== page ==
What it found is that while there has been some improvement in management of federal e-waste, none of these efforts can assure that federally owned e-waste is being managed responsibly, mostly because the agencies can’t show what’s ultimately happening to their used products.
Agencies Don’t Know Where it Goes
Agencies typically use several different methods for disposing of their unwanted electronics, including donating them, sending them to other federal agencies, giving them to a recycler, or selling them at auction. Currently, agencies only report (via a GSA reporting system) some of their donations, meaning most of their e-waste isn’t reported or tracked. The GAO report notes, “Currently, due to challenges associated with the tracking and reporting of used federal electronics, the ultimate disposition of these electronics is unknown.”
Exporters Find Ready Supply at Government Auctions
As long as they are selling e-waste via auctions, the agencies will be unable to control or even know what happens with their used products. Brokers commonly buy lots from auctions, and export them to developing countries. The report found that federal agencies don’t even see it as their responsibility for making sure their e-waste is disposed of properly.
We continue to be astonished that our own federal government has not chosen to lead by example when it comes to managing its used e-waste in the most responsible way possible. We made these suggestions last year to the federal agencies, in our comments on the Federal Electronics Stewardship, but they bear repeating here since action hasn’t been taken. They should:
- Not allow federally owned e-waste to be exported to developing countries. This includes units/parts that are not tested, or are not found to be fully functional.
- No auctions. There is no way to perform due diligence on equipment purchased at auction. This practice should be ended.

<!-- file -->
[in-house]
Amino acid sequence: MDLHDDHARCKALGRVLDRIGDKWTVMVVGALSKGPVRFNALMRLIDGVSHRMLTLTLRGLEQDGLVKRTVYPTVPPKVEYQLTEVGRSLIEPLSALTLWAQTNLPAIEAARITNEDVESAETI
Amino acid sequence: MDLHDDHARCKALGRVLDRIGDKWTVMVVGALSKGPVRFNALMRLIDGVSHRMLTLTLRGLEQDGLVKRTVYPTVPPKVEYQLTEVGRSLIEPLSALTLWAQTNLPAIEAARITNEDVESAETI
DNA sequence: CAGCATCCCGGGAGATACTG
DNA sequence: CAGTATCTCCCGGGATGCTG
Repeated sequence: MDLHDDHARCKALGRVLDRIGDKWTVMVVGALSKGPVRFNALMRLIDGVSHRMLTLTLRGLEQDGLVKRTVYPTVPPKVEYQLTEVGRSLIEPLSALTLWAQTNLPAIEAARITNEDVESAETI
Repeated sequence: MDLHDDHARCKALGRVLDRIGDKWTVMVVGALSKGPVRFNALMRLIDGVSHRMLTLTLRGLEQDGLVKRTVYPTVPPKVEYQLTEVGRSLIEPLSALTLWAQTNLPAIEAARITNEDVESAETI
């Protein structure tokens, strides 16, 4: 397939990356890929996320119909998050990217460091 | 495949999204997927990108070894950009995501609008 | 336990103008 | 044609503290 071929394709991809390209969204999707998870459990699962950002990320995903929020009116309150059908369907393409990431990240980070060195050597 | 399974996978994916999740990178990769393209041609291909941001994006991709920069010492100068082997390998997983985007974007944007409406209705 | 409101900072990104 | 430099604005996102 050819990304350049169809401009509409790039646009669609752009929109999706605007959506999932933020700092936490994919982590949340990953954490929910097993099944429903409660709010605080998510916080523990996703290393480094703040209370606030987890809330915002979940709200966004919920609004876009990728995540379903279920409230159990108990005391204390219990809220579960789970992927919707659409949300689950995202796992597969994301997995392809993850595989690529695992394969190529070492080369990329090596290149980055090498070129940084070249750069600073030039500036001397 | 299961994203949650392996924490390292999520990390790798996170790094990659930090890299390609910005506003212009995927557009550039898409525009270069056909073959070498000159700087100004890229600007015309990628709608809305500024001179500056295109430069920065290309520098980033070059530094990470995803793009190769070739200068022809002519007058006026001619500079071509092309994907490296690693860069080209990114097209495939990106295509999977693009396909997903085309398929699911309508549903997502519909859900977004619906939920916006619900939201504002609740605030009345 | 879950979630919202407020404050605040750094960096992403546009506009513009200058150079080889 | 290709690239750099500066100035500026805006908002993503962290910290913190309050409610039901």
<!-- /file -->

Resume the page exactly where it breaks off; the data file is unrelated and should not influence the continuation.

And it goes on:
- Use certified e-Stewards. This is the strictest recycling standard out there, so the federal agencies should use recyclers certified to this standard.
- No prison labor. Many agencies use UNICOR, a federally-owned, prison labor recycler, for their used electronics. This undercuts recycling business, and has many health and safety problems for prison workers.
- Track donations, to make sure they are ultimately recycled responsibly. Donations to schools and non profits or government agencies should be tracked, and the donating agency should make sure that this equipment (which often has a short reuse life) will be handled responsibly, even if the agency must provide the resources to do so.
Congress Has the Answer to the Agencies’ Problem
Fortunately, members of both houses of Congress have introduced a bill that would address these problems. H.R. 2284 and S. 1270, the Responsible Electronics Recycling Act (RERA) would restrict the export of toxic e-waste (including that coming from the federal government) to developing countries. This includes used electronics which have not been tested, or which are not fully functional. Exporters of electronics would need to be licensed by the EPA, which would weed out most of the brokers who currently buy at auction simply to export to developing nations.
Last week, Apple Inc. took the first step in addressing the serious worker health and safety issues with its suppliers, by publicly disclosing a list of 97% of its supply chain and by announcing it had joined the Fair Labor Association (FLA), a multi-stakeholder group that monitors workplace conditions. But is this a significant step in improving the working conditions for the people that make Apple’s products? First, it’s important to understand the context for this announcement.